Excerpt from Marilou Is Everywhere by Sarah Elaine Smith, plus links to reviews, author biography & more

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Marilou Is Everywhere

A Novel

by Sarah Elaine Smith

Marilou Is Everywhere by Sarah Elaine Smith X
Marilou Is Everywhere by Sarah Elaine Smith
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  • First Published:
    Jul 2019, 288 pages
    Jul 2020, 288 pages


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Book Reviewed by:
Norah Piehl
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Print Excerpt

Marilou Is Everywhere

I used to think my troubles got legs the summer Jude Vanderjohn disappeared, but now I see how they started much earlier.

Before that summer, the things that happened to me were air and water and just as see-thru. They were real but I didn't care for them much. I did not care for the real. It didn't seem so special to me, whatever communion I could take with the dust spangles, or the snakes that spun in an oiled way along the rotting tractor tires stacked up by the shed, or the stony light that fell in those hills and made the vines and mosses this vivid nightmare green. None of it had a purpose to me. Everything I saw seemed to have been emptied out and left there humming. I watched the cars. I read catalogs, which I collected and which my family called Cindy's magazines. My life was an empty place. From where I stood, it seared on with a blank and merciless light. All dust and no song. Rainbows in oil puddles. Bug bites hatched with a curved X from my fingernails. Donald Duck orange juice in the can. Red mottles on my brother Clinton's puffy hands, otherwise so white they were actually yellow, like hard cheese. The mole on my belly button. You get to know things this way, by looking at yourself. You know the world by the shape of what comes back when you yell.

I had only ever been myself, and found it lacking. Even when the sun was shining, when the world was up, when I was born. And some days, I was really, really born. Most of my day I spent carving little pits in time where I could hide out in a texture of light or an idea. And then, that summer, I made a space between myself and all that. I guess how I could say it is, I began to see the other world, and it was not real and yet I could pull it across the real at will, like a thin cotton curtain. When I stood just far enough outside of it, my life, suddenly the blaring light resolved itself into a huge movie screen blooming out of the dark, a woman's jaw jutting into the abandoning tilt of a kiss. The beginning of romance came from that distance. Black and white, the sparkling velvet dark and always someone else is there in the mind, in the cavern above my head. But a stranger. But it doesn't matter, really. The point is that at that moment in my life, I would kill or die, die or kill, to be anyone else.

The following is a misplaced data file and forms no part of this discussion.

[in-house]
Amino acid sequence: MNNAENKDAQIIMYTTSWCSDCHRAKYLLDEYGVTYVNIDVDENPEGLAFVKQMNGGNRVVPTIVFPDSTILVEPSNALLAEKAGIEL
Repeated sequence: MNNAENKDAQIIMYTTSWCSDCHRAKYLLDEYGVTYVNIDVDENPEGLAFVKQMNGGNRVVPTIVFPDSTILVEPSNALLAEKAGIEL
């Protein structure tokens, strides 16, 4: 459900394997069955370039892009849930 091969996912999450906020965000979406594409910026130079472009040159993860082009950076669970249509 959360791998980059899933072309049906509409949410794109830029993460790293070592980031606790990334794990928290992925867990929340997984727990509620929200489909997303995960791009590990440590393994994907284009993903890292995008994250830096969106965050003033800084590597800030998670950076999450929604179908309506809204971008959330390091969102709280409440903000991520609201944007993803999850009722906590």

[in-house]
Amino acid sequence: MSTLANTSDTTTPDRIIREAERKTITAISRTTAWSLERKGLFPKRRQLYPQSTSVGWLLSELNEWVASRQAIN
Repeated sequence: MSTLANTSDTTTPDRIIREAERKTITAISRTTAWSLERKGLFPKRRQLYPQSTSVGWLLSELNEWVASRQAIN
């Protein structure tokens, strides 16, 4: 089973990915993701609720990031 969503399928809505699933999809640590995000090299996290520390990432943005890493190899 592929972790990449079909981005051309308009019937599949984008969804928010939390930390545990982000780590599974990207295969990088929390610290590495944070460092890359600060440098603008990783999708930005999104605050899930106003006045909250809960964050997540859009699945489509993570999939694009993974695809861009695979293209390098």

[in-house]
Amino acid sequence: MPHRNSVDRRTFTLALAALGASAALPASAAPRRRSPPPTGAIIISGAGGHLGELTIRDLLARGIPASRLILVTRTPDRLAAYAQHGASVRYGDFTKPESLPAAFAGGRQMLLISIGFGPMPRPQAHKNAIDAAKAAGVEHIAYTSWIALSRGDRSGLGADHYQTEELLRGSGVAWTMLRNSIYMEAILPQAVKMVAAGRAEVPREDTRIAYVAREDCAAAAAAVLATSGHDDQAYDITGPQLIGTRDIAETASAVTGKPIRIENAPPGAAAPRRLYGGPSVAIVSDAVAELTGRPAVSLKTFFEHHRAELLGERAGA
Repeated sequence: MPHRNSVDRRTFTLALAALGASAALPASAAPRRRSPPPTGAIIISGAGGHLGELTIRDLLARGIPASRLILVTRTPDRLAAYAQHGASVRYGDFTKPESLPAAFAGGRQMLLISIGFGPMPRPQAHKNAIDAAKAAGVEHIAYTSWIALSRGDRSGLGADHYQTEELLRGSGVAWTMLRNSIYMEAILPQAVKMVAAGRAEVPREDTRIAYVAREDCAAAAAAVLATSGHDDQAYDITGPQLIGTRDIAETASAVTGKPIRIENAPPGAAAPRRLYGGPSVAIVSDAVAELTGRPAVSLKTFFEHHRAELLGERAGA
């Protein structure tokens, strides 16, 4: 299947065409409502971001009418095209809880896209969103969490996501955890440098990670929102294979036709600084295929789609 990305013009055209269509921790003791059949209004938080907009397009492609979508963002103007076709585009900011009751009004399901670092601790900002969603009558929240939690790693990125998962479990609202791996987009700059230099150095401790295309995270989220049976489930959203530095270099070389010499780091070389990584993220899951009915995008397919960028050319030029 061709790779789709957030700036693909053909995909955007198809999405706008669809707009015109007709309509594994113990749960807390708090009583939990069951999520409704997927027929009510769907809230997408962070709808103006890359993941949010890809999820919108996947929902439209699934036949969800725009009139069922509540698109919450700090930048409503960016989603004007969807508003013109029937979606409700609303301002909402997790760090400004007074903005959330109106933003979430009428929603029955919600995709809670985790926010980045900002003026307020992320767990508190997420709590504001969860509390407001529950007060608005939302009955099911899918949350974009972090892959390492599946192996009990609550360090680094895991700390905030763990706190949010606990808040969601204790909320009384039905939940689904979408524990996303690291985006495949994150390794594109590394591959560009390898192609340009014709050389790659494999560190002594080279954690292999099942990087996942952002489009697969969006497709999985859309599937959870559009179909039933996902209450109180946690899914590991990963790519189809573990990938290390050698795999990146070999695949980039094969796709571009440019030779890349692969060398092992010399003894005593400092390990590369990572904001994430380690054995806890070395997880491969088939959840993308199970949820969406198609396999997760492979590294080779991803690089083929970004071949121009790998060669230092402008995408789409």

I wasn't trying to become Jude. Not exactly. But I wanted to disappear, and she had left a space. When I stepped into that space, I vanished from my senses. It changed me into someone who didn't have my actual mind. The same way it changed Jude, when Virgil called her Marilou as they walked the halls of our high school arm in arm, shining like magazine people you'd never see. She became that other girl, and it lit her up, and that is what I wanted.

Now, I know how that sounds: teenage, teenage. I was, and it brought me to wickedness. Except in wickedness, I loved the world, too, in a way so fierce I assumed no one could imagine. And I love it still. It was, quite simply, how I survived.


Jude Vanderjohn was last seen in the parking lot across from Burchinal's General Store in Gans, just over the West Virginia border, where she had been camping in Coopers Rock State Forest with four other girls from the newly graduated West Greene High School senior class. The quickest way back went through Morgantown, but they had gone instead through Fayette County. When asked why they took the long way, Kayla apparently said that they wanted a prettier drive, they weren't anxious to come back so soon. Then, when Detective Torboli asked again, she admitted they had wanted to smoke a blunt in the car, and Jude had a strict personal law against blunt smoking on interstates. Which did turn out to be true, but it wasn't the real reason either.

Eventually Crystal admitted that they had been followed, and took the other route because they were trying to lose the boys who had been hanging around their campsite. The boys had seemed vaguely related. They all had a similar smudge of mustache and they spoke in a brisk mystery language. At first, Shawn, B.D., and Caleb had loitered in a helpful way, starting the fire and sharing from their thirty racks, showing off places around the margins of Cheat Lake where the fish were so gullible you'd think they wanted to die in your hands.

Excerpted from Marilou Is Everywhere by Sarah Elaine Smith. Copyright © 2019 by Sarah Elaine Smith. All rights reserved. No part of this excerpt may be reproduced or reprinted without permission in writing from the publisher.

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